FLINT_JAN

Flint Public Art Project supports collaborations among local residents and organizations as well as with leading artists, architects, planners and community organizers from around the world, connecting Flint to regional, national and global movements to revitalize neighborhoods and cities through art and design.

ArtPlace spoke to Executive Director Stephen Zacks about the risks it has taken to initiate the FPAP program.

What is the biggest risk you’ve taken in your efforts?

In the beginning, it was really a lone effort and I staked my reputation as a reporter and critic on the project. Journalistic ethics normally prohibit reporters from being active producers and advocates—I wrote a couple of stories for the New York Times, for instance, and the writer’s agreement specifies limits on all kinds of activities that might result in potential conflicts of interest and the appearance of favoritism.

Later I realized there is a long, proud history of writers and critics becoming active beyond print work. Jane Jacobs’ role in the Joint Committee to Stop the Lower Manhattan Expressway in 1962, Willoughby Sharp’s helping with Takis’ removal of his sculpture from MoMA in 1969, Lucy Lippard’s founding of the Art Worker’s Coalition later that year, Alan Moore’s role in Colab’s Real Estate Show in 1980 are well-known examples.

In 2009 I had a choice of either becoming a traditional architecture critic and competing for a handful of not very good jobs in a shrinking print world, writing about buildings that had already been completed–which is a kind of work that I love but is a very small insular world–or I could engage in projects that reflected what I thought were the best ideas out there, using art, architecture, and design to transform places. I started to understand that the object of the best writing is not just a good read but also making things happen in the world.

Last year I was joined by Jerome Chou, who took a big risk in leaving a very good, better-paying job at Design Trust for Public Space to work on the project, and James Andrews, who also could be making much more money in New York. All of the artists who participate in Flint are taking a certain risk as well, standing up to skeptics and doubters to embrace a vision of Flint as a part of a global network of cultural producers.

How did you get burned, or how did you prevail?

My favorite comment was from our friend Georgeen Theodore during one of the first meetings about the proposal. I emailed it to her, Dan D’Oca and Tobias Armborst at Interboro Partners, and we met one afternoon at the Metropolitan Exchange office. Georgeen said the project was “probable.” It was a sober assessment, but I thought it was saying a lot given the proposal’s far-reaching scope. I wasn’t sure myself. Sometimes people are a little incredulous following what we’re working on: “It’s seems like to goal of the project to transform the identity of Flint?”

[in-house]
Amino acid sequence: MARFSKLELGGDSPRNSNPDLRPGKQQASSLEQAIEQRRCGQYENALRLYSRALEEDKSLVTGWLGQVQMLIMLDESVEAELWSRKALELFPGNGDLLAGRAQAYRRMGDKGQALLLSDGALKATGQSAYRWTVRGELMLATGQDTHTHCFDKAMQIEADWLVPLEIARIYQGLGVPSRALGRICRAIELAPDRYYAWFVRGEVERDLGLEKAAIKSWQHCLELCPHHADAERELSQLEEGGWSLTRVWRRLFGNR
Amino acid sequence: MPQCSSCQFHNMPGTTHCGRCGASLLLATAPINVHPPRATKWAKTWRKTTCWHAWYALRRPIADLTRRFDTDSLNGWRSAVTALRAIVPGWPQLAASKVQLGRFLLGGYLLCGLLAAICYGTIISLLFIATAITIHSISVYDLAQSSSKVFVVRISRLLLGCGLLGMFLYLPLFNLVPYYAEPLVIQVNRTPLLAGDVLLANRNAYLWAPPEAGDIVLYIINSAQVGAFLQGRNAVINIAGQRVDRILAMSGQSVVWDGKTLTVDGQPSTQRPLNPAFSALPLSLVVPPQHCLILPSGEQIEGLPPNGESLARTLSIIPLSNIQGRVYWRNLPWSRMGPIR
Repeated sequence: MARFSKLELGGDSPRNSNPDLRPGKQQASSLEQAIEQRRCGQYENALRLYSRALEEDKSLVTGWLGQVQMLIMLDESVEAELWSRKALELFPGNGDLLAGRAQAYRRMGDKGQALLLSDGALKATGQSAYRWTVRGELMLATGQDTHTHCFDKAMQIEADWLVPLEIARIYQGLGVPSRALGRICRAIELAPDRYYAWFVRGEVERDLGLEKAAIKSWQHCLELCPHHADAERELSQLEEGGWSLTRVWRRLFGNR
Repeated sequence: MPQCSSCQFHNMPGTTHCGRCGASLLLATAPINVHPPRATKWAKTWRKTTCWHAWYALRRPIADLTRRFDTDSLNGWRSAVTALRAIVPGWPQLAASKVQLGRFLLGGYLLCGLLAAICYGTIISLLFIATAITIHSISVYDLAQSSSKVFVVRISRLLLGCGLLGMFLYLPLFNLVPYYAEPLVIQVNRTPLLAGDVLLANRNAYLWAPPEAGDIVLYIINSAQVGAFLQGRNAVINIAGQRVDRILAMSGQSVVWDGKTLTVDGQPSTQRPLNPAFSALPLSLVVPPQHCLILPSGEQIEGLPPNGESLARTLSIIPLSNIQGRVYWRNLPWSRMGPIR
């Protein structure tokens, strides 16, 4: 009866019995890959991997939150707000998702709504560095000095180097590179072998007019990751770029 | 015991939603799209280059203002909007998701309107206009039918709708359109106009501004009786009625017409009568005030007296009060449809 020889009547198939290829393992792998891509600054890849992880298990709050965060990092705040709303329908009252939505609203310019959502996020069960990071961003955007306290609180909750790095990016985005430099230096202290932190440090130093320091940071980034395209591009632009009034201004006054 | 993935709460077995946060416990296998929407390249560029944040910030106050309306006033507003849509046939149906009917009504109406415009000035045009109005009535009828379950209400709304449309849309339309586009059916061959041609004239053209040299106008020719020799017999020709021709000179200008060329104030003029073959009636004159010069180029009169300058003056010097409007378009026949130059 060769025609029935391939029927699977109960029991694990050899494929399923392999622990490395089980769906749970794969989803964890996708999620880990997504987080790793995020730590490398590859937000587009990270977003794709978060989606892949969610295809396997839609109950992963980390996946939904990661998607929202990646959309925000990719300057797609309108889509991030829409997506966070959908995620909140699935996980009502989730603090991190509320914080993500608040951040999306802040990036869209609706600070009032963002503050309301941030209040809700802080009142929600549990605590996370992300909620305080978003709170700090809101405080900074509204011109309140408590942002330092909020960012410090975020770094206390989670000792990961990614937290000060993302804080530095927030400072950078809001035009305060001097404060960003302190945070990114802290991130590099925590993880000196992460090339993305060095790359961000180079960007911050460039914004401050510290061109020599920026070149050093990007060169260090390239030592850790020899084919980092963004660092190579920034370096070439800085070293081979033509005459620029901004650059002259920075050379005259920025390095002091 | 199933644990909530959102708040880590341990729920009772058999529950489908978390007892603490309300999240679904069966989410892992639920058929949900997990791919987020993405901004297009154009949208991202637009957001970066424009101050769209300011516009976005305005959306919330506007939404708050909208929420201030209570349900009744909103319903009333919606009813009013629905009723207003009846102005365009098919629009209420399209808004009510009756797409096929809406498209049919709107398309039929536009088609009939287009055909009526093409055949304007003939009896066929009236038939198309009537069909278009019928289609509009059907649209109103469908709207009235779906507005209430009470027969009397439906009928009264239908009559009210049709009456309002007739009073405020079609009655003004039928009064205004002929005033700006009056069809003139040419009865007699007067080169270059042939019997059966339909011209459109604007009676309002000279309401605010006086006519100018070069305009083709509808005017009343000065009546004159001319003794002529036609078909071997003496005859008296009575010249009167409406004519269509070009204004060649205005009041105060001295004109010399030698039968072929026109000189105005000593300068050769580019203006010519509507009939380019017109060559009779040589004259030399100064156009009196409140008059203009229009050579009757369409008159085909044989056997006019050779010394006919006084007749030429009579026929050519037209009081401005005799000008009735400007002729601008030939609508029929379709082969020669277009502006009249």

As I shared the proposal with colleagues and potential partners in Flint and New York for the next nine months, periodically I was stung by comments here and there from people who may have felt threatened or might not have fully understood the idea. I had expected some amount of naysaying, but early on I decided to disregard it and to insulate invited artists from negativity as much as possible.

Flint has been stung so many times by failed development schemes, incompetent management, and outright frauds. Our assumption was we had to quickly mount some projects to convey the experience and ideas directly. The first grant I applied for I didn’t get, but I learned in the Do-It-Yourself downtown performance scene that you never let the absence of money stop you. You’re motivated by the ideas, and that’s what carries the work forward. We borrowed some par cans from the Local 432 all-ages club, a video projector from THA Architects, and I dragged my battery-powered amp and laptop computer out onto the sidewalk. Suddenly you have a street party.

Our biggest coup this year was probably being asked to install a 10-story video projection in that same spot in front of the Mott Foundation building for New Year’s Eve.  The spectacle drew 4,000 residents downtown in the freezing cold to countdown the New Year for the first time in front of a virtual ball-drop.

What are the risks of what you’re doing now?

Our worry now is what happens at the end of the year. The project is scalable in such a way that we could effectively use ten times the resources we have, or we can work on a smaller scale doing workshops and performance interventions. If we had $3 million we could develop a thick network of cultural producers in small- and- medium-size cities across the region that could amplify the identity of the industrial Midwest. Or with a quarter-million dollars we can continue expanding a really dynamic program in our metropolitan area.

Right now several of our initiatives, such as Trade School Flint, the Art Walk interventions, and James Rojas’s Ideal City Workshops can be self-replicating. We’re seeding practices among participants and encouraging them to take ideas and work independently. But several projects, like the Spencer’s Art House, the Stone Street Residency, and staffing for the overall program are vulnerable to the need for ongoing support. Everyone has student loan debts to pay off.

 

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